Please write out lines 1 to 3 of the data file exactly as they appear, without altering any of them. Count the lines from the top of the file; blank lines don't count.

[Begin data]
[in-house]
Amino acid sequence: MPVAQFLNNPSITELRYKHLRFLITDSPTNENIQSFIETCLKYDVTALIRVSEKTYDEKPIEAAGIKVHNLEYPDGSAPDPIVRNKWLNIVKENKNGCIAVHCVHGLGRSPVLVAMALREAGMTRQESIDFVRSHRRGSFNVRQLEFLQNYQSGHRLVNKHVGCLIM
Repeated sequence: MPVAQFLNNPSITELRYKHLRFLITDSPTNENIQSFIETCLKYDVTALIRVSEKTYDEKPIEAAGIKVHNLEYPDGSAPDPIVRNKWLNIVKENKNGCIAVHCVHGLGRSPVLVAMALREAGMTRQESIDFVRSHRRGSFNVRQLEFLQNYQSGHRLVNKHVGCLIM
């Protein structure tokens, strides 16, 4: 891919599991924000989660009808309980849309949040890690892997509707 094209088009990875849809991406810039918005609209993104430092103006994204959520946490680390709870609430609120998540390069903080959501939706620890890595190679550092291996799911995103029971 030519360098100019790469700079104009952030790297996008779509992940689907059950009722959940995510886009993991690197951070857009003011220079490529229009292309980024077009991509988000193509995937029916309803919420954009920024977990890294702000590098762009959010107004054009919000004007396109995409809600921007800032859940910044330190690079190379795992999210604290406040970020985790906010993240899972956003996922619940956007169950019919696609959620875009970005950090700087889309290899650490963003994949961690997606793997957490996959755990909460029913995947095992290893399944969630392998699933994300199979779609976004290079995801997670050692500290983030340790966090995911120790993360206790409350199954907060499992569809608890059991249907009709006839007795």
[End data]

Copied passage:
[in-house]
Amino acid sequence: MPVAQFLNNPSITELRYKHLRFLITDSPTNENIQSFIETCLKYDVTALIRVSEKTYDEKPIEAAGIKVHNLEYPDGSAPDPIVRNKWLNIVKENKNGCIAVHCVHGLGRSPVLVAMALREAGMTRQESIDFVRSHRRGSFNVRQLEFLQNYQSGHRLVNKHVGCLIM
Repeated sequence: MPVAQFLNNPSITELRYKHLRFLITDSPTNENIQSFIETCLKYDVTALIRVSEKTYDEKPIEAAGIKVHNLEYPDGSAPDPIVRNKWLNIVKENKNGCIAVHCVHGLGRSPVLVAMALREAGMTRQESIDFVRSHRRGSFNVRQLEFLQNYQSGHRLVNKHVGCLIM